For me, Christmas is going to my grandmother’s house in the mountains, of reading The Grinch That Stole Christmas with my sister on Christmas Eve, of attending midnight mass at my grandmother’s church, of waking up to a white world and a cozy fire and bulging stockings and a real tree that, in the later years as it got harder for my grandmother, turned into a plastic tree, and sitting around with my family as we open gifts. Christmas is also about lights, music, special treats like eggnog and peppermint ice cream, holiday parties, and, dare I say it, malls and stores packed with people snatching up the latest tech gadgets and must-have accessories.
Here, in Altea, not only do I lack all of that, but Christmas just doesn’t feel like Christmas. There are barely any lights in the Old Town to spread the cheer even though David has filed complaints, as a business owner, with the city hall. The streets are empty and the malls are deserted even the weekend before Christmas, and Christmas Eve is a big day for people – but not to sit around a fire after dinner or read Christmas books with family members but, instead, to go out to the bars.
As I was missing my family this year and remembering what Christmas used to be like and just feeling down in general, I realized that, when it comes to Christmas, I haven’t completely adjusted or shed the American culture for the Spanish one. I guess some things are just so engrained in us that they can’t be simply forgotten by a move overseas.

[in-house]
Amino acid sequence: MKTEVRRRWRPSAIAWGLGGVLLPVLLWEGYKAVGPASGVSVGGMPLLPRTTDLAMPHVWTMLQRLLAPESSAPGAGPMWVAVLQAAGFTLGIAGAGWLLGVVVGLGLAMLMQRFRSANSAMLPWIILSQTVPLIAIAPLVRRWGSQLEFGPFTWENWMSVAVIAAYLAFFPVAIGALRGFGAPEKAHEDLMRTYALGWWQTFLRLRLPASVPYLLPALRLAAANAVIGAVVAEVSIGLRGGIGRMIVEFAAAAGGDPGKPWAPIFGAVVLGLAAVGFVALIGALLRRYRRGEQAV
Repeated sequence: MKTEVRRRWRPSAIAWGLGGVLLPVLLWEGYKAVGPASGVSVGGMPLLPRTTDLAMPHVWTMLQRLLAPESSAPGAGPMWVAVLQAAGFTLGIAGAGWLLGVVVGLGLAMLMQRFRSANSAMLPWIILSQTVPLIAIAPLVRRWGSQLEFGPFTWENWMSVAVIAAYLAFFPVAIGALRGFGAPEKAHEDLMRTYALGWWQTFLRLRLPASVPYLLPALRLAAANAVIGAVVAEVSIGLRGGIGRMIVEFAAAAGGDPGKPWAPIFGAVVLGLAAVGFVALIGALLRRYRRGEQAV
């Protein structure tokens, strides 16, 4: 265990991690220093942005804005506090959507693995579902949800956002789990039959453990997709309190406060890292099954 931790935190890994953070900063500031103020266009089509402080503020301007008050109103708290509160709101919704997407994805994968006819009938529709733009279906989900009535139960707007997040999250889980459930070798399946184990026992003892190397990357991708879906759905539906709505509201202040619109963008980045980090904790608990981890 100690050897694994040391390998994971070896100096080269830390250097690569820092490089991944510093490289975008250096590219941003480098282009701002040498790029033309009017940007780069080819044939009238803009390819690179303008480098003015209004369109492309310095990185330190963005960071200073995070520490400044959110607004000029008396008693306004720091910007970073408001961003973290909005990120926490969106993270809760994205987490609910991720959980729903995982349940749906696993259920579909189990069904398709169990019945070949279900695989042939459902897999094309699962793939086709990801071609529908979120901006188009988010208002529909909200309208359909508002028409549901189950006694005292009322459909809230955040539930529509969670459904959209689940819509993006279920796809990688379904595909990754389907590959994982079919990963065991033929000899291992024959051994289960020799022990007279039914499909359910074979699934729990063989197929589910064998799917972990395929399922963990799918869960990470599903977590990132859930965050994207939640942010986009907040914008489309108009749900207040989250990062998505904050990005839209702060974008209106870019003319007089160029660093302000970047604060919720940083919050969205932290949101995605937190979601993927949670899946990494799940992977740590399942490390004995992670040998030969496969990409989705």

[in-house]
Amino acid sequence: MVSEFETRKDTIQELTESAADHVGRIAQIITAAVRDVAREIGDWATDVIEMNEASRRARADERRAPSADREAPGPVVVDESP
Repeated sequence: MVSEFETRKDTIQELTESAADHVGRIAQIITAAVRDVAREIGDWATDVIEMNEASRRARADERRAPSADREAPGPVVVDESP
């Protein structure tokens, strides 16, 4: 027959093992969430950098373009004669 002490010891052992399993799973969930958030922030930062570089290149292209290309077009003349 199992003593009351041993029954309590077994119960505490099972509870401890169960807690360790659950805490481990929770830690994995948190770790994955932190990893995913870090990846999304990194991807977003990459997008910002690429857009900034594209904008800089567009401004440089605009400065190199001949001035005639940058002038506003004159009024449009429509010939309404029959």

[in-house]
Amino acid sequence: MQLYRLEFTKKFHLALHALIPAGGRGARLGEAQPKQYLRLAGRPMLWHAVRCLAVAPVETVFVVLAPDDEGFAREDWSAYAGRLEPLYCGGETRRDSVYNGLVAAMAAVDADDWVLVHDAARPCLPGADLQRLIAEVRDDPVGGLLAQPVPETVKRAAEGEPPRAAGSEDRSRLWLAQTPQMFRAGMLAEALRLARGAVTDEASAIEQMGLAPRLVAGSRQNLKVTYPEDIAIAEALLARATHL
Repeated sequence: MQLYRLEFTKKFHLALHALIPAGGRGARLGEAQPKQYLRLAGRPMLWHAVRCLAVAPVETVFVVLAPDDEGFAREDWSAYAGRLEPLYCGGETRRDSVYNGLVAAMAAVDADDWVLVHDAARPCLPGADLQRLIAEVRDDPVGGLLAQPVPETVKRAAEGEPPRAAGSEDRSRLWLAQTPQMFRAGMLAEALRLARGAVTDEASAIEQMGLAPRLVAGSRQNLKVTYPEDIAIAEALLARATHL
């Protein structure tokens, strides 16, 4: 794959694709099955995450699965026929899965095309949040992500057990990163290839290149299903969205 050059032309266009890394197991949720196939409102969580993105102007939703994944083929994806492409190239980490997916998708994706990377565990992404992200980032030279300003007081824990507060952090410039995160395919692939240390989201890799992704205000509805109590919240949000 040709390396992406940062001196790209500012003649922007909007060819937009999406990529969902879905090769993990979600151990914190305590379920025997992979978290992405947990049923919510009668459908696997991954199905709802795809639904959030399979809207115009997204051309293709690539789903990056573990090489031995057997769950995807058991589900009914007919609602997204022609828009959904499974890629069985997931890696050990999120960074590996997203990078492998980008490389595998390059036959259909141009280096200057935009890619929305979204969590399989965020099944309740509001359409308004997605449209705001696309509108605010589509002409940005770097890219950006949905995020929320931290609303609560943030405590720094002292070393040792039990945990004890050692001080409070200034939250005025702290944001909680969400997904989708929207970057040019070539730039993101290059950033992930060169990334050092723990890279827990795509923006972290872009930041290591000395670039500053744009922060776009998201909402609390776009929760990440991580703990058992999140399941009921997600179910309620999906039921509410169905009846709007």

But it’s not because Spaniards don’t care about family. On the contrary, they care about it maybe more than Americans do. It’s because, for Spaniards, another day is more important than Christmas – January 6th, Three Kings’ Day. It’s not that Christmas doesn’t exist in Spain. Depending on the household, Santa does come bearing gifts, but it’s largely looked upon as a commercial holiday that’s imported from the US and centered around a mascot fabricated by Coca-Cola. Three Kings’ Day is when Spain goes all out. On the eve of the big day, the empty streets fill up with the impressive parade carrying in the three kings. It is these kings that bear gifts and candy and it is to these kings that children write letters asking for a specific toy or gift. And, in the days leading up to this important day, bakeries stock up on Roscon de Reyes, the King’s Cake, that contains a hidden bean and a figurine. Find the bean and you’re responsible for buying next year’s roscon. Find the figurine, and you get to bear the crown.
Having lived in three difference states and three different countries, who I am is a compilation of many diffent experiences, influences, and cultures. Most of the time, I don’t feel American or really miss the US. But, every once in a while, I find myself really wishing that I was there. Sometimes, no matter how special a new tradition is, it just simply can’t replace an old one – like Christmas.